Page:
sentient adjective

Definition of sentient
1: responsive to or conscious of sense impressions
sentient beings
3: finely sensitive in perception or feeling

– Webster’s Dictionary’s definition of sentient

Sentience is one of the most central ideas in Epicurean philosophy the name for which is not explicitly mentioned in the surviving sources. Sentience is taken for granted, for instance, in our prolepsis of guilt, merit, and causal responsibility, all of which require agency, which requires sentience.

Sentience is also what justifies the canon, which is our methodology for knowing about nature. Compare the word anaisthetei (“lacks awareness“) in PD 2, On Death, and the word aisthesesin (“if you fight against all your perceptions…”) in PD 23, one of the Doctrines on canonics. There is nothing supernatural about awareness or sentience. All knowledge is physical: rooted in the relevant perceptive or neural tissue of a sentient being, evolved by nature by natural selection, as sentience and perception provide advantage to sentient beings to help them live and escape being hunted. This does not mean that nature meant or willed natural selection, but that the path of least resistance led to the development of sentience and perception.

The second Principal Doctrine, in positing that “death is nothing to us” because there is no sentience in death, also reveals that life is experienced by us, and defined, as sentience.

And our Doctrines on justice allow for the recognition of what some scientists are calling “non-human persons”. For instance, scientists who study dolphins and whales made an official declaration some years back, saying that these animals should be considered “non-human persons” due to their high levels of intelligence. They made mention of the complexity of dolphin language, and how each dolphin responds to their own name. Some countries recognize the “non-human person” status of chimpanzees and other great apes.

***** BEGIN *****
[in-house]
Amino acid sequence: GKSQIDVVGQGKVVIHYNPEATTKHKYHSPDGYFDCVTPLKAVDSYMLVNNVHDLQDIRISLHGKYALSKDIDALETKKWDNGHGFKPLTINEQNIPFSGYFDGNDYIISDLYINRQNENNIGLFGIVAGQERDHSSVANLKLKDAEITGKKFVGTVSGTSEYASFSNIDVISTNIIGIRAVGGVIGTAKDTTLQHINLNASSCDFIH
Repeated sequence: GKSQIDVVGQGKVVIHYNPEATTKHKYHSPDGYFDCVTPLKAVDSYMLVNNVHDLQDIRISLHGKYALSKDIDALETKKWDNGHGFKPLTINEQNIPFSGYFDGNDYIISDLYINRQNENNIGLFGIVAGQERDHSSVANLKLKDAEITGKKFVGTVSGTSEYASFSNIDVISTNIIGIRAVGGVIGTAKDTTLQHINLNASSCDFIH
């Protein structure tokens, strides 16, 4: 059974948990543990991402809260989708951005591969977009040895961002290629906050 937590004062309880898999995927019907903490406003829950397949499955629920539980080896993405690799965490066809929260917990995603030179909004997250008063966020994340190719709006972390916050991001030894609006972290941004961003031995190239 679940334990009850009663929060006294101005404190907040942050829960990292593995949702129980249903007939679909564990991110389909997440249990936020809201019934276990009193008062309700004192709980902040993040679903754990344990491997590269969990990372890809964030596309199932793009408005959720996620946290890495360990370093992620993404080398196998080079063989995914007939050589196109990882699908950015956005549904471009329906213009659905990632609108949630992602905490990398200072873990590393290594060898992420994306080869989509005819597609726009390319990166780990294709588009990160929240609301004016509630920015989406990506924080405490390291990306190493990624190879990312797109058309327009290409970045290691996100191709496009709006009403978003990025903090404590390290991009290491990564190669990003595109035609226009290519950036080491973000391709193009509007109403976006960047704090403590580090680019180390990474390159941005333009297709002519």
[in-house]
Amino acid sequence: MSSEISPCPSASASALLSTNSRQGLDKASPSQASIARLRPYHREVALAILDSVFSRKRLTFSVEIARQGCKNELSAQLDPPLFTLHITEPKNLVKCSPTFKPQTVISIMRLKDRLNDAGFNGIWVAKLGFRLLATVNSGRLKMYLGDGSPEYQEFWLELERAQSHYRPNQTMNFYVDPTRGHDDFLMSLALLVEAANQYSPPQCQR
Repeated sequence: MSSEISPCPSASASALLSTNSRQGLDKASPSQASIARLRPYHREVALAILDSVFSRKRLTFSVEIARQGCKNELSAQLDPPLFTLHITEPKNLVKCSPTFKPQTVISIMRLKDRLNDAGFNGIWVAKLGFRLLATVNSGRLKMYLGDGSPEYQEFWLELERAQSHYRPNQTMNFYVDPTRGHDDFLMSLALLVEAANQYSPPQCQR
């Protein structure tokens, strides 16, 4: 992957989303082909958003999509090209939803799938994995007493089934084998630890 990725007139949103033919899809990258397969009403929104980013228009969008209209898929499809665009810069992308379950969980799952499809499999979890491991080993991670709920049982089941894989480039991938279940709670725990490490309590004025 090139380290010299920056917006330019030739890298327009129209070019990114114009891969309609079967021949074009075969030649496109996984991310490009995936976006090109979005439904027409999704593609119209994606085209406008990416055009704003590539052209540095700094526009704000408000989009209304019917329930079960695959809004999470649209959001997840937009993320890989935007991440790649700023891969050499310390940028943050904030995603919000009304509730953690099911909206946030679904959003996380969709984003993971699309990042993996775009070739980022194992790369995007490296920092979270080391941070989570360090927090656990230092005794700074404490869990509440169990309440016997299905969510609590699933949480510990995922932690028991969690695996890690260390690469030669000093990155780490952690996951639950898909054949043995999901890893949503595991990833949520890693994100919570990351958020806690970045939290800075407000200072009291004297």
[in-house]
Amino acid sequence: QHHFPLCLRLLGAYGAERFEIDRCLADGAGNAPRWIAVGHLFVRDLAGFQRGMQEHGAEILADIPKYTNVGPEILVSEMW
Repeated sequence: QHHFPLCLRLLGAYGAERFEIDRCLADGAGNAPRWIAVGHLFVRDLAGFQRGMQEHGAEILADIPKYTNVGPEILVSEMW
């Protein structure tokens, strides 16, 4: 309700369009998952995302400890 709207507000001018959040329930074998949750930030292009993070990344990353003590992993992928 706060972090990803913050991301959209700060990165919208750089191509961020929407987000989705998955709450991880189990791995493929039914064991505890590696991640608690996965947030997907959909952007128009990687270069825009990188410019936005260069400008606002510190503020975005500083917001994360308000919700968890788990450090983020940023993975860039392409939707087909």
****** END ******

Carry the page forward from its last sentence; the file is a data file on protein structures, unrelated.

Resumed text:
According to our Doctrines on justice, if an animal is capable of making agreements with us–that is to say, if a creature becomes domesticated enough to interact with us according to certain agreements (the pet’s “house rules”), or if we are able to decipher, for instance, dolphin communication to the point where we can enter into a contract of not harming each other (and perhaps even helping each other) with a certain community of dolphins, then those animals are not only sentient, but also intelligent enough to partake in justice. They may be able to, in theory, have certain rights recognized under our laws.

And so here is one of the highest peaks of sentience: the ability to communicate clearly enough with another creature, that a consensus or agreement can be reached. Concrete instances of Justice emerge out of those interactions between the higher sentient beings, similar to how complexities and systems emerge as a result of the relational properties of some bodies (plants that are medicinal or poisonous to some creatures; allergens; a magnet’s attraction to certain rocks, etc.)

Principal Doctrine 32 is worded in a manner that is not anthropocentric, but accepts animals of all types–perhaps also in recognition of the innumerable sentient beings, including higher sentient beings, that Epicurean cosmology posits as existing in the innumerable worlds.

Which raises the question: did the ancient Epicureans ever try to imagine what it would be like to have justice between members of different planets? Lucian’s (very enjoyable) Second-Century fable titled “True History” shows that, although he was a comedian, he had an interest in extraterrestrial themes. The adventure starts with a war between the peoples of two planets. In De Rerum Natura, after describing (in a passage on the origins of warfare) an elaborate battle that included humans using animals for warfare, which drove many of the animals mad with rage, Lucretius goes on to say (in the First Century BCE):

We, then, may hold as true in the great All,
In divers worlds on divers plan create,
Somewhere afar more likely than upon
One certain Earth.

Lucretius, Book 5 of De Rerum Natura

So that, at the end of the scene he has just painted, the poet reveals to us that we are witnessing the birth of ancient “science fiction” in a way, that the events he has just described happened most likely not on Earth, but on another of the innumerable worlds.